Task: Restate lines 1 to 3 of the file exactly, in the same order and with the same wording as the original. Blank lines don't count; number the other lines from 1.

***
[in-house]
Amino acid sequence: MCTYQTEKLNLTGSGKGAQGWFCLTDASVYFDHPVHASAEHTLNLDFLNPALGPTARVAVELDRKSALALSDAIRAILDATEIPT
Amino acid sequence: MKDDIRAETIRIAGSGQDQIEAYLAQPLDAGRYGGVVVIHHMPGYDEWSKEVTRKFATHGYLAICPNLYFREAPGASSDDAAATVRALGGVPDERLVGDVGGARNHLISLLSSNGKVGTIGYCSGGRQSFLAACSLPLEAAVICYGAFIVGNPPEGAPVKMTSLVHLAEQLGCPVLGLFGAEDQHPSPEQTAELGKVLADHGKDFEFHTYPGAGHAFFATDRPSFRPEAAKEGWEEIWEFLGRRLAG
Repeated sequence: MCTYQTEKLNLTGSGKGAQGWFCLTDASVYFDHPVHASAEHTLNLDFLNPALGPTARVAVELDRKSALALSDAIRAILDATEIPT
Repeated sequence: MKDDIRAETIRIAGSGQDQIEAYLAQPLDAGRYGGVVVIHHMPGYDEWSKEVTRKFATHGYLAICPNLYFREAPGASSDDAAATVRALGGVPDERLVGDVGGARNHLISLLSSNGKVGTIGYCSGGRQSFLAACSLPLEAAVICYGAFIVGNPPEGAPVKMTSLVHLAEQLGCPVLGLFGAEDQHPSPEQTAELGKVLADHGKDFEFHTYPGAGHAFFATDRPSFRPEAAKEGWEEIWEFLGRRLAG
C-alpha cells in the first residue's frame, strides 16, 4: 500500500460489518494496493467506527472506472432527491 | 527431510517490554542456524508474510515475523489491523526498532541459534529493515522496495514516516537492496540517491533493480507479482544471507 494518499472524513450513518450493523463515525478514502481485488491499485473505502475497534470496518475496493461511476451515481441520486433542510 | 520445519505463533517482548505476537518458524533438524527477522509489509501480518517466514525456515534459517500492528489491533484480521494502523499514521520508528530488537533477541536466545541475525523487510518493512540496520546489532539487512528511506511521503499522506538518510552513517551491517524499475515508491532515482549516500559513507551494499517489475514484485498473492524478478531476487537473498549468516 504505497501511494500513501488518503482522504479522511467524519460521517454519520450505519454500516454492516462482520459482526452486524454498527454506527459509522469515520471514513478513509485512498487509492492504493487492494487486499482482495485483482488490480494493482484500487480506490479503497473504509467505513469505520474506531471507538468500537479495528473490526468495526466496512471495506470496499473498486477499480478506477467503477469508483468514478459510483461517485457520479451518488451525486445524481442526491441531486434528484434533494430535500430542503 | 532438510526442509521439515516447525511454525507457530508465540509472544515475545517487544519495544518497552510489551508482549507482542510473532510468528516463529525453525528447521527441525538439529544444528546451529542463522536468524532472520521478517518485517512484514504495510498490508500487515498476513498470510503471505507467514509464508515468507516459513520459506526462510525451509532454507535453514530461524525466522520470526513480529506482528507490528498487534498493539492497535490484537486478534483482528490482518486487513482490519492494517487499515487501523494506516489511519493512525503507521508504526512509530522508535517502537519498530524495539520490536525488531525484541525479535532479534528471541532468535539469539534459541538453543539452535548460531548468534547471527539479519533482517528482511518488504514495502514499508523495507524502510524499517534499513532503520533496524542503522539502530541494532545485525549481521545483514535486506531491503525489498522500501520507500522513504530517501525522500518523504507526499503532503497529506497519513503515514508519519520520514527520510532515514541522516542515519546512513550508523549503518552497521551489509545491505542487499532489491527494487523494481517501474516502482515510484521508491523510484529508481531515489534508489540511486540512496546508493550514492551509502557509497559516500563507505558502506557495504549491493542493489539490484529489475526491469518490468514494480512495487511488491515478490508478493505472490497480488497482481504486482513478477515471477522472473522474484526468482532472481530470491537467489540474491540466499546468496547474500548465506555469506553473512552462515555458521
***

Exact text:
[in-house]
Amino acid sequence: MCTYQTEKLNLTGSGKGAQGWFCLTDASVYFDHPVHASAEHTLNLDFLNPALGPTARVAVELDRKSALALSDAIRAILDATEIPT
Amino acid sequence: MKDDIRAETIRIAGSGQDQIEAYLAQPLDAGRYGGVVVIHHMPGYDEWSKEVTRKFATHGYLAICPNLYFREAPGASSDDAAATVRALGGVPDERLVGDVGGARNHLISLLSSNGKVGTIGYCSGGRQSFLAACSLPLEAAVICYGAFIVGNPPEGAPVKMTSLVHLAEQLGCPVLGLFGAEDQHPSPEQTAELGKVLADHGKDFEFHTYPGAGHAFFATDRPSFRPEAAKEGWEEIWEFLGRRLAG